The 1991 Constitution came into force only in October 1991. It had not yet been in full force for 6 months when the Government of that period then in transition was overthrown in a military coup in April 1992. Most of the provisions in that new Constitution relating to the Government and Parliament were suspended, and remained suspended until after the General and Presidential elections in February 1996. The elections ushered in the present Government.

The present government was in office only for 14 months (March 1996 to May 1997) when it was ousted in a military coup. This also resulted in the suspension of the Constitution. The Government was restored to office only in March 1998.

It is worth noting that after the coup of 1997 the population as a whole revolted against the Junta and refused to submit to its rule. They demanded their democratically elected government to be restored and with the assistance and support of the entire International Community succeeded in their demand.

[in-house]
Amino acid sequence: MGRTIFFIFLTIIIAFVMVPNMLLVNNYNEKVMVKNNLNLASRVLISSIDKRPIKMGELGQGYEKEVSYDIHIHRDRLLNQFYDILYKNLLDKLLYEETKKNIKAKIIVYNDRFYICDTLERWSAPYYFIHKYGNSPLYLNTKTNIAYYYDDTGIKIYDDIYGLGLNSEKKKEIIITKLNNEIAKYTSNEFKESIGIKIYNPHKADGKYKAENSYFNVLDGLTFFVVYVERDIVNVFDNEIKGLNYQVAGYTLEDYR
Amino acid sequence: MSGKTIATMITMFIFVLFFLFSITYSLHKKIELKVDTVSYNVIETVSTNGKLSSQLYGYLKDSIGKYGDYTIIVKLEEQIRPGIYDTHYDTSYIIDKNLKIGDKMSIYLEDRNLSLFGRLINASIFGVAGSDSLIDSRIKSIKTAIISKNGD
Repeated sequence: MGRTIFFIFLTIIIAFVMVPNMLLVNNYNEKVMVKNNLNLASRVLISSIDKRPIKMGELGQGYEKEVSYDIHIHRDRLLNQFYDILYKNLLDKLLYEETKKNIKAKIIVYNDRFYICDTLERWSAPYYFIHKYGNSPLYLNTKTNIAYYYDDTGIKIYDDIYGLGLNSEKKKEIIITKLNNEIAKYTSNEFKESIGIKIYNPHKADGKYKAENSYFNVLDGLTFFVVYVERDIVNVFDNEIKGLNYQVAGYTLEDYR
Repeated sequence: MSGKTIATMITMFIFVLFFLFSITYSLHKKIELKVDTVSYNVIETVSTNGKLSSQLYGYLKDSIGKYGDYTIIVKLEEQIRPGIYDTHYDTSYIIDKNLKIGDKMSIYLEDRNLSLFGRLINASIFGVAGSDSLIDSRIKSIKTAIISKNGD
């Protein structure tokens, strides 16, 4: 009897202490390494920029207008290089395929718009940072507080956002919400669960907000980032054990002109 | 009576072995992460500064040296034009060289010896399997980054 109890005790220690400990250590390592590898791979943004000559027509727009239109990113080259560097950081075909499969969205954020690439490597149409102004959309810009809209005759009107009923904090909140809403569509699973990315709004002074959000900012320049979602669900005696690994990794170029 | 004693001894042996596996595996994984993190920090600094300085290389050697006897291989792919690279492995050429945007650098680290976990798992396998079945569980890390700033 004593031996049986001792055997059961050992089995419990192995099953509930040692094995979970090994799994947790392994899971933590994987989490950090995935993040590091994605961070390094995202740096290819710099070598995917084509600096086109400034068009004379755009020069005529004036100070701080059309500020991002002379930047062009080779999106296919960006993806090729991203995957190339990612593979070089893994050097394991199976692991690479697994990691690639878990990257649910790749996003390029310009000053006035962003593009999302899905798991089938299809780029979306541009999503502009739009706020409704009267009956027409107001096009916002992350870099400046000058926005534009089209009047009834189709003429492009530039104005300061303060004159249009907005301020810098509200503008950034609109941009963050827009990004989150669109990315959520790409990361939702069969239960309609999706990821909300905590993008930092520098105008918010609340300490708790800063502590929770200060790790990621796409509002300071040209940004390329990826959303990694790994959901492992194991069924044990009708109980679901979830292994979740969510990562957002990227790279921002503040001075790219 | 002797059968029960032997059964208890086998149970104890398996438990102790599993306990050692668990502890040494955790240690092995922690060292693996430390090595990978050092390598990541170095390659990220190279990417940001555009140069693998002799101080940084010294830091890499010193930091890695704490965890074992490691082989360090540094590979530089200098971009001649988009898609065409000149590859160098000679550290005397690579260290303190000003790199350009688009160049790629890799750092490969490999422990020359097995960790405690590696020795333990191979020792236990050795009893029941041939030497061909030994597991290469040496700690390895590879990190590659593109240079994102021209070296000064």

From the above account it follows:

  1. that the people of this country will not again be willing to allow the democratically elected government to abdicate and give way to a transition government as proposed by the RUF, a proposal which will be tantamount to ignoring the Constitution itself.
  2. that the Government lacks the power to acceded to the RUF’s proposal for the setting up of a Transition Government in place of the present Government for a period of four years or for any other period. The Government itself is a creature of the 1991 Constitution. It derives its powers and authority only from that Constitution.